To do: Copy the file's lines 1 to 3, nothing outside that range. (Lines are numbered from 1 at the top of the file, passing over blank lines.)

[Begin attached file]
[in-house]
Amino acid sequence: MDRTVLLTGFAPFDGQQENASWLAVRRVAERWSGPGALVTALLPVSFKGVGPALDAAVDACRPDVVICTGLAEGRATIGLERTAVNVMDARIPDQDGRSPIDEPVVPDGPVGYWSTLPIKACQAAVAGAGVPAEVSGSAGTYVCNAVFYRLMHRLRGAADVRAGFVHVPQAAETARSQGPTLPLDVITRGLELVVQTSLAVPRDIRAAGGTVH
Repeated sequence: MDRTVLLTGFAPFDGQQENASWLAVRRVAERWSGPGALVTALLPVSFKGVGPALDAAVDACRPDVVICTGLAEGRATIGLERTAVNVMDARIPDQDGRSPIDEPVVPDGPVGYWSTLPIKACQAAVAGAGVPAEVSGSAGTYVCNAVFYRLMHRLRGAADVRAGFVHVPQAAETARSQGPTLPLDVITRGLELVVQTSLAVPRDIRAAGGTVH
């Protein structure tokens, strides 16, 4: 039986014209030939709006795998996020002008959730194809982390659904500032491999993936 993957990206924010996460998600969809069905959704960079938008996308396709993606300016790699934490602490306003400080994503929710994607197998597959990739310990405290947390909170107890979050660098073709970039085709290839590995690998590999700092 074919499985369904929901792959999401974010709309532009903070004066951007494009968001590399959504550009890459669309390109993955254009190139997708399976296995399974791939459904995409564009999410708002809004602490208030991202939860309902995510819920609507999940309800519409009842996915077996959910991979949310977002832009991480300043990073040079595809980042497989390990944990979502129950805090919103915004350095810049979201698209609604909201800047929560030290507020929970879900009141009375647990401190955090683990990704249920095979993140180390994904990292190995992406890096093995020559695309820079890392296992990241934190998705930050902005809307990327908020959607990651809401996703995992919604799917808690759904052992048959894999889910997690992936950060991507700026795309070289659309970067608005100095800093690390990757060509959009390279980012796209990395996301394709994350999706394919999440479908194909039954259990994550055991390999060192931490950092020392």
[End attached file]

[in-house]
Amino acid sequence: MDRTVLLTGFAPFDGQQENASWLAVRRVAERWSGPGALVTALLPVSFKGVGPALDAAVDACRPDVVICTGLAEGRATIGLERTAVNVMDARIPDQDGRSPIDEPVVPDGPVGYWSTLPIKACQAAVAGAGVPAEVSGSAGTYVCNAVFYRLMHRLRGAADVRAGFVHVPQAAETARSQGPTLPLDVITRGLELVVQTSLAVPRDIRAAGGTVH
Repeated sequence: MDRTVLLTGFAPFDGQQENASWLAVRRVAERWSGPGALVTALLPVSFKGVGPALDAAVDACRPDVVICTGLAEGRATIGLERTAVNVMDARIPDQDGRSPIDEPVVPDGPVGYWSTLPIKACQAAVAGAGVPAEVSGSAGTYVCNAVFYRLMHRLRGAADVRAGFVHVPQAAETARSQGPTLPLDVITRGLELVVQTSLAVPRDIRAAGGTVH